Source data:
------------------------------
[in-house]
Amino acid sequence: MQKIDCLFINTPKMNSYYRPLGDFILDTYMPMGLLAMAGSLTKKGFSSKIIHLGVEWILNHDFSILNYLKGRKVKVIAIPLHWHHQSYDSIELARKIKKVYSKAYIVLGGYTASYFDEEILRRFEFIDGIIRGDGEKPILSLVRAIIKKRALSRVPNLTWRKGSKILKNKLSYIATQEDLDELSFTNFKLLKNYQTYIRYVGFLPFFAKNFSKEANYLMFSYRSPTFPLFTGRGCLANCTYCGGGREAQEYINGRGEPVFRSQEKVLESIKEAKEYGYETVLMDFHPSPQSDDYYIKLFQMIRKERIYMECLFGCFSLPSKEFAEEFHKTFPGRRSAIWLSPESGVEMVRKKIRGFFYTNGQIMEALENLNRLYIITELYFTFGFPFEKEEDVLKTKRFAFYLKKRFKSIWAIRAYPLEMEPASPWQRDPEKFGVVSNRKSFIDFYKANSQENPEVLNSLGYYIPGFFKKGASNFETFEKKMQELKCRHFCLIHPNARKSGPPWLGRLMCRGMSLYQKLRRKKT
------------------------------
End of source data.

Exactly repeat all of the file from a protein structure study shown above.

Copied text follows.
[in-house]
Amino acid sequence: MQKIDCLFINTPKMNSYYRPLGDFILDTYMPMGLLAMAGSLTKKGFSSKIIHLGVEWILNHDFSILNYLKGRKVKVIAIPLHWHHQSYDSIELARKIKKVYSKAYIVLGGYTASYFDEEILRRFEFIDGIIRGDGEKPILSLVRAIIKKRALSRVPNLTWRKGSKILKNKLSYIATQEDLDELSFTNFKLLKNYQTYIRYVGFLPFFAKNFSKEANYLMFSYRSPTFPLFTGRGCLANCTYCGGGREAQEYINGRGEPVFRSQEKVLESIKEAKEYGYETVLMDFHPSPQSDDYYIKLFQMIRKERIYMECLFGCFSLPSKEFAEEFHKTFPGRRSAIWLSPESGVEMVRKKIRGFFYTNGQIMEALENLNRLYIITELYFTFGFPFEKEEDVLKTKRFAFYLKKRFKSIWAIRAYPLEMEPASPWQRDPEKFGVVSNRKSFIDFYKANSQENPEVLNSLGYYIPGFFKKGASNFETFEKKMQELKCRHFCLIHPNARKSGPPWLGRLMCRGMSLYQKLRRKKT